Market Summary Spring 1998
Turmoil in the stock, currency and property markets of Thailand and other South East Asian economies during the last seven months has been well publicized by the world press. How has this effected the property market in Phuket; is now a good time to be picking up a bargain?
First of all it is important to differentiate between Phuket and the rest of Thailand. Phukets economy traditionally based on tin and rubber, is now predominantly reliant on tourism, the strength of which is to a large degree linked to the strength of the western economies and in particular the global travel industry. When the world is in growth, so is Phuket.
Phukets tourism market (and its property market) took a major hit in 1990 as the western economies went into recession, and it has taken until early 1996 for the property market to turn around. Bangkok and the rest of Thailand, operating on a very different business cycle, continued to see growth in all sectors (including property) until early 1996, and only started sinking into a recession just as Phuket was coming out.
That downturn in the Thai economy has, now developed into a full blow crisis for the stock, currency and property markets, and while the Baht and the stock markets may already have tested their lowest levels, there is likely to be considerably more pain in store for the general business and property sectors over the coming year. In Bangkok property prices have already fallen considerably from their peak, but its likely that (in Baht terms) their will still be distress sales with prices still lower.
Phuket is as I have explained is on a quite different cycle, its tourist based economy is doing exceptionally well due to strong global travel trends and has been further boosted by the weak Baht. Local property is also performing in totally different ways to that in the rest of Thailand, driven as it is by a huge surge in foreign demand as a result of the weak Baht. Prices are definitely on the rise.
However to say that all Phuket property was performing well would an over simplification. While foreign demand is up, domestic demand is stagnant.
Property on beach front, with ocean views or near tourist resorts (generally speaking this is on Phukets west coast) has traditionally been the domain of the foreign investor and prices in this area have risen the greatest since devaluation. Asking prices of very prime property and in a few cases even the closing prices, have almost returned to levels reflecting their pre devaluation US Dollar values. Price rises in these areas are of course not just determined by demand, they are also strongly influenced by supply, and where the supply is largely controlled by foreign residents there is an increasing reluctance to sell if pre-devaluation Dollar prices are not being matched. Really prime waterfront resort property is proving to be something of an international commodity with an international dollar market price.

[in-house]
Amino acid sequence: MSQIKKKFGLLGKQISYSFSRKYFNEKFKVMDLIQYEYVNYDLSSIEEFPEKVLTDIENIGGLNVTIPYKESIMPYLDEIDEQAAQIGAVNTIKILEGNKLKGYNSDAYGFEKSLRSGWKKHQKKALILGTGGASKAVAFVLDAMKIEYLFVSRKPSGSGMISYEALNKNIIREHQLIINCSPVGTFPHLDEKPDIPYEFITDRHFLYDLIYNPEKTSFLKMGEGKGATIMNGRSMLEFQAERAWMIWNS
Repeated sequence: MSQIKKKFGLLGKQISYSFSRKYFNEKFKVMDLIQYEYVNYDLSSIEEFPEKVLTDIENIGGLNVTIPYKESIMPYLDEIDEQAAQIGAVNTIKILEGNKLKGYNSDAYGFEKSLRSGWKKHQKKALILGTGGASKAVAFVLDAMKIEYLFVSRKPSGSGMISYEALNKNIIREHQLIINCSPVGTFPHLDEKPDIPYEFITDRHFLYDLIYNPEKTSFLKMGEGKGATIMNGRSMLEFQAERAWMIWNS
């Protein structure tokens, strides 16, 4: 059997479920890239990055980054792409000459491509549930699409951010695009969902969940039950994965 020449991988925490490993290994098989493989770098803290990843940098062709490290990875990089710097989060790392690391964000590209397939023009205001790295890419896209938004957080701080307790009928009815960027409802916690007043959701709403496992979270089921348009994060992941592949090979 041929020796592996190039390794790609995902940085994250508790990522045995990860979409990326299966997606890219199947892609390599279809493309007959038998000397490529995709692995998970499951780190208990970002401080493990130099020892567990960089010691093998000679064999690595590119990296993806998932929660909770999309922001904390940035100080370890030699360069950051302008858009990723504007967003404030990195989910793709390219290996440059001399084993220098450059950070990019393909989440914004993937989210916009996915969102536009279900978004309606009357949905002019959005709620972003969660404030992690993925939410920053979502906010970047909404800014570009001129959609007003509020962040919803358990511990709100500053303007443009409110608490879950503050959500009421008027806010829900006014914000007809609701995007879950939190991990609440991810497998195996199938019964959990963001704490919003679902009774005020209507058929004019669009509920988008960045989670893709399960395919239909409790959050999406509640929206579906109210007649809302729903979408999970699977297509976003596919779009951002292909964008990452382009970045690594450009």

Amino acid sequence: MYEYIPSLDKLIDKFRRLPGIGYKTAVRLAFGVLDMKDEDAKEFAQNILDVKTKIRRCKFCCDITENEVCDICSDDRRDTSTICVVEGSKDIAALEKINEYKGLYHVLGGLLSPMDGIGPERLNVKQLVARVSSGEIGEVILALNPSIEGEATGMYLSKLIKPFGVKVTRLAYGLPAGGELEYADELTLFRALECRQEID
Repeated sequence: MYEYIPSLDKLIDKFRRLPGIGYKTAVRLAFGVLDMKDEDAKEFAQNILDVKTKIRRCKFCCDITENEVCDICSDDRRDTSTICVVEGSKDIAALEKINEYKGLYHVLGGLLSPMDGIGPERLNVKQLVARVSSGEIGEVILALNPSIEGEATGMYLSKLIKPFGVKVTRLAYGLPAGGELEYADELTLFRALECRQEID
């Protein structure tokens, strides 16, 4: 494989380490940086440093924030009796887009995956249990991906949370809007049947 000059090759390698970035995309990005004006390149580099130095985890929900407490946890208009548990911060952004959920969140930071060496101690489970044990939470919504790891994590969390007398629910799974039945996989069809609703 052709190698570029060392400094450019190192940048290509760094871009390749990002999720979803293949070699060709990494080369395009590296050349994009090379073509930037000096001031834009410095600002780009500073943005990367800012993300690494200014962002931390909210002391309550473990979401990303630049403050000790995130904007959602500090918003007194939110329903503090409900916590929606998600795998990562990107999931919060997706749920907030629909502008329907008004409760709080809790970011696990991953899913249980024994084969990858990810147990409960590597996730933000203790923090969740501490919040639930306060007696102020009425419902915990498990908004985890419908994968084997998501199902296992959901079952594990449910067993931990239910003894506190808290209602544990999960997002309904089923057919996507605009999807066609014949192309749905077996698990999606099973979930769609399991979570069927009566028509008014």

As such we have a situation where some developments with almost total foreign ownership (this is mainly low rise beach front property) is almost back at pre devaluation dollar values, while other developments with considerably greater Thai ownership or units still in the hands of the developer (this is mainly the high rise buildings - even the prime ones) where prices have changed very little if at all even in Baht terms.
The east and center of the island, with greater Thai ownership and lower foreign demand has seen little price support from the devaluation of the Baht and in a few cases (although nowhere to the extent prevalent in Bangkok) prices have eased a little.
Some of the best deals were clearly to be found three or four months ago before the increased demand pushed up prices, but many bargains still remain. Look for prime properties owned by Thais or local residents, where prices have not risen in Baht terms more than 30% (this still represents a discount of about 30% in US Dollar terms). A few are still available with unchanged prices.
Also to maximize your current advantage its important to track the exchange rates closely, picking and choosing the best currency for closing and the best time to change currency. At the time of writing this article (early March 1998) the smart money is looking to fix prices in Baht and have a longer than usual closing dates (say 90 days) to give optimum chance to catch a widely speculated further short term weakening of the Baht before a longer term strengthening.
Happy house hunting. For those with hard currency there may never be a better time.